Blizzard Responds to Outrage Over Private 'World of Warcraft’ Server Shutdown
Players want to party like it's 2004. But it's not that easy.
Players are yearning for the days when this view wasn't possible. Image: Leif Johnson/Blizzard
It's been a couple of weeks since Blizzard Entertainment forced the closure of Nostalrius Begins, a popular private server where players could play World of Warcraft much as the legendary MMORPG was played from 2004 to 2005. As we said at the time, Blizzard refused to comment on the shuttering to either us or Nostalrius' showrunners, and it remained silent during the storm of protest that followed, which included a petition calling for an official "classic" server like Nostalrius that garnered more than 236,000 signatures.
Last night, though, Blizzard finally broke its silence with a post on its own official forums, asserting that its silence shouldn't be taken as as a reflection of its "passion" for the topic. Indeed, J. Allen Brack, the post's author and World of Warcraft's executive producer, points out that he works at Blizzard precisely "because of my love for classic WoW." The post is especially concerned with the question of why Blizzard hasn't made a similar server of their own, as Nostalrius' successful run for almost a year seemed to prove that maintaining something similar would be no big deal.
"We explored options for developing classic servers and none could be executed without great difficulty. If we could push a button and all of this would be created, we would," he says. "However, there are tremendous operational challenges to integrating classic servers, not to mention the ongoing support of multiple live versions for every aspect of WoW."
The best players have been able to come up with as a compromise is what it called a "pristine server," although Brack notes that Blizzard has struggled with years over the question of whether this kind of thing would appeal to players. The thread thus seems to double as a way of gauging interest in the concept once and for all.
"In essence," he says, "[pristine servers] would turn off all levelling acceleration including character transfers, heirloom gear, character boosts, Recruit-A-Friend bonuses, WOW Token, and access to cross realm zones, as well as group finder."
That last point alone is a big deal, as World of Warcraft's group finder has long been accused of being a primary culprit for the perceived inferior social experience of the current incarnation of the game. On the one hand it's a blessing, as it removes the frustration of having to manually hunt down other players to help with a dungeon run by letting players jump into a queue while the game itself automatically finds players from all servers. The problem? You'll probably never see these other players again, which means they're free to act like total assholes during the length of the dungeon without fear of the social ostracization such behavior would have caused when servers were self-contained entities.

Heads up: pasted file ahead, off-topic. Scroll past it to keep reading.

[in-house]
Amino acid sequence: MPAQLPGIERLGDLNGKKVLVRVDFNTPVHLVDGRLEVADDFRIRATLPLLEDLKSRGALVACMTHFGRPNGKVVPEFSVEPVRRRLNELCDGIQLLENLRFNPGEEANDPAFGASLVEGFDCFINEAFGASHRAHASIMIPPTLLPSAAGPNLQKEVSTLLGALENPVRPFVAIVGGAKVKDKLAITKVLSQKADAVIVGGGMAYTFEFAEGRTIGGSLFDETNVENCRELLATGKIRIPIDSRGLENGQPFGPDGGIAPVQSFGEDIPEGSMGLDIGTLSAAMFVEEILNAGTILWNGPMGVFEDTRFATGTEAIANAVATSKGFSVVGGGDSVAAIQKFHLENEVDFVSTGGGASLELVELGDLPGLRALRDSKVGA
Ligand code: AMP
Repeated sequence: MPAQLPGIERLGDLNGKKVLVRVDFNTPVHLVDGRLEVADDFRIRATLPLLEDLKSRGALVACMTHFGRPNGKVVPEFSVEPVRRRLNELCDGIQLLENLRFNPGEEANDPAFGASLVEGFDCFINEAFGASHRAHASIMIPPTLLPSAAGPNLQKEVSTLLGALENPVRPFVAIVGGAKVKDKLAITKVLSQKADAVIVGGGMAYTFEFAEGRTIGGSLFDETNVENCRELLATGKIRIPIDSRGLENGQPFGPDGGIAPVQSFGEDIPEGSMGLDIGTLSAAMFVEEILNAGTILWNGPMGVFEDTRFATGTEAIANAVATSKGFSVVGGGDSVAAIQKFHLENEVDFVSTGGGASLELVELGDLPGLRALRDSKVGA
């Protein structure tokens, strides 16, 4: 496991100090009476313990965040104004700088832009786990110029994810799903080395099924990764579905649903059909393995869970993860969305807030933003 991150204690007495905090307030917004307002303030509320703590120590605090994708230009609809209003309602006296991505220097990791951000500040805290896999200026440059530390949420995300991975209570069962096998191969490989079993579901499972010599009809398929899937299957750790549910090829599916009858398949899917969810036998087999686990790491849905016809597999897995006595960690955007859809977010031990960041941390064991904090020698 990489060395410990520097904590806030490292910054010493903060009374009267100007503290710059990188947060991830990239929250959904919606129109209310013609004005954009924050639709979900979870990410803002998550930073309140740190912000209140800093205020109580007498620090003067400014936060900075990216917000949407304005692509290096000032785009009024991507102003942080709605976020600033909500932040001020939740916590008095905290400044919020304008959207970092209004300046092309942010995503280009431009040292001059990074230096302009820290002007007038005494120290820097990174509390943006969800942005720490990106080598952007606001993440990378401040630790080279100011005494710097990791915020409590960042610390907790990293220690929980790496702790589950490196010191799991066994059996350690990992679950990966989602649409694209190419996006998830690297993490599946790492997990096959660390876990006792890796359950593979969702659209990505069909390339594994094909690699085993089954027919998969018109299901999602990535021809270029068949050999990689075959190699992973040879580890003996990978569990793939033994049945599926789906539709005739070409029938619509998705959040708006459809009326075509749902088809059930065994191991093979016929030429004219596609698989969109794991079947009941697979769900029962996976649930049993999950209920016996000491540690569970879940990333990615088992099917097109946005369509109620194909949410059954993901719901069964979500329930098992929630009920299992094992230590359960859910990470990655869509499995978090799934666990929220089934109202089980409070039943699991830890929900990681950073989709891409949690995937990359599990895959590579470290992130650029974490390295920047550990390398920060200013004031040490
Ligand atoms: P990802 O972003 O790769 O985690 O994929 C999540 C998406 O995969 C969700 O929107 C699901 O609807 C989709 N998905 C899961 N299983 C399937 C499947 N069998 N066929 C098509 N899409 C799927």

But the community generally seems happy Blizzard is entertaining such an idea. In a highly upvoted comment on Blizzard's post, for instance, a mage player named Tenteri calls it a "step in the right direction" while adding that it "may not be enough." Many players, in fact, were specifically interested in reliving the original experience, not altering the existing game. A poster named Xaana points outthat, in the modern version of WoW, the world itself "is not dangerous." A player going by the name of Kjazetti has a similar outlook, as stated in a comment cross-posted on both WoW's forums and on Reddit. The modern game, Kjazetti says, still has too many things that drastically alter the original experience, such as the fact that "Gold is incredibly easy to come by" and you had to travel to specific parts of the world for items for your in-game trade professions.
"Things weren't optimized and that was part of the charm," he says.
Blizzard, for its part, says it couldn't allow Nostalrius or a similar server to run because any "failure to protect against intellectual property infringement would damage Blizzard's rights." As I said in my original coverage, Nostalrius was run in the best way possible despite its technical illegality, but a player named Myal accurately captures the problem with granting an exception for it.
"If Blizzard allow[s] a technically illegal server like Nostalrius to operate," Myal says, "people would begin pushing the envelope of what's allowed further and further - perhaps starting to take credit for Blizzard's work or even charging money, and then Blizzard would have to step in - but the operators could then call bull!@#$ and say 'So why do you allow Nostalrius to continue existing?'"
But the crazy thing about this is that Blizzard is responding at all, which is a common thread in every discussion of the topic. "I foresee exploding heads in the immediate future," said Myal.
And then Blizzard drops this gem:
"[W]e've recently been in contact with some of the folks who operated Nostalrius," Brack said. "They obviously care deeply about the game, and we look forward to more conversations with them in the coming weeks."
I reached out to the Nostalrius team to learn what "being in contact" entails, and they promise me that a response is forthcoming. We will include it here when we receive it.
One thing's for sure, Nostalrius Begins was an excellent name for the project. Whatever else happens, it began a conversation few people ever thought we'd be having.